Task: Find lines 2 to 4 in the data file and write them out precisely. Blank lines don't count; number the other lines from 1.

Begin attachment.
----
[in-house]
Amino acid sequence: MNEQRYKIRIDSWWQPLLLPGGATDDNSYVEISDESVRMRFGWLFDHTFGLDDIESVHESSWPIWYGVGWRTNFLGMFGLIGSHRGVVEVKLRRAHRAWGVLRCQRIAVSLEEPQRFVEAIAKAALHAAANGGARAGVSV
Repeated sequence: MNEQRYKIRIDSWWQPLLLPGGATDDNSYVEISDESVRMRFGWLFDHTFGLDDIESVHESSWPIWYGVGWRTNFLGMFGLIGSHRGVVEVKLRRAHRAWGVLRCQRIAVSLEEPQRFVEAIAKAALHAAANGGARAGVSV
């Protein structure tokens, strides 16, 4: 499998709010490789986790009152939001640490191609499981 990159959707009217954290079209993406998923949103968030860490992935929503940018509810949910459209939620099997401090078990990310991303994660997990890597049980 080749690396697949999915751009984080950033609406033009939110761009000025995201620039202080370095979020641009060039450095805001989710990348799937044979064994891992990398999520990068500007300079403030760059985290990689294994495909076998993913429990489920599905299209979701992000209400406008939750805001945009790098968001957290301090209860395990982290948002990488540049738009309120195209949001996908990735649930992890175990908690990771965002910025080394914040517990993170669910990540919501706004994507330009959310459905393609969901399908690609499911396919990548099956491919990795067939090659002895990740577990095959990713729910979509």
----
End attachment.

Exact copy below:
Amino acid sequence: MNEQRYKIRIDSWWQPLLLPGGATDDNSYVEISDESVRMRFGWLFDHTFGLDDIESVHESSWPIWYGVGWRTNFLGMFGLIGSHRGVVEVKLRRAHRAWGVLRCQRIAVSLEEPQRFVEAIAKAALHAAANGGARAGVSV
Repeated sequence: MNEQRYKIRIDSWWQPLLLPGGATDDNSYVEISDESVRMRFGWLFDHTFGLDDIESVHESSWPIWYGVGWRTNFLGMFGLIGSHRGVVEVKLRRAHRAWGVLRCQRIAVSLEEPQRFVEAIAKAALHAAANGGARAGVSV
């Protein structure tokens, strides 16, 4: 499998709010490789986790009152939001640490191609499981 990159959707009217954290079209993406998923949103968030860490992935929503940018509810949910459209939620099997401090078990990310991303994660997990890597049980 080749690396697949999915751009984080950033609406033009939110761009000025995201620039202080370095979020641009060039450095805001989710990348799937044979064994891992990398999520990068500007300079403030760059985290990689294994495909076998993913429990489920599905299209979701992000209400406008939750805001945009790098968001957290301090209860395990982290948002990488540049738009309120195209949001996908990735649930992890175990908690990771965002910025080394914040517990993170669910990540919501706004994507330009959310459905393609969901399908690609499911396919990548099956491919990795067939090659002895990740577990095959990713729910979509």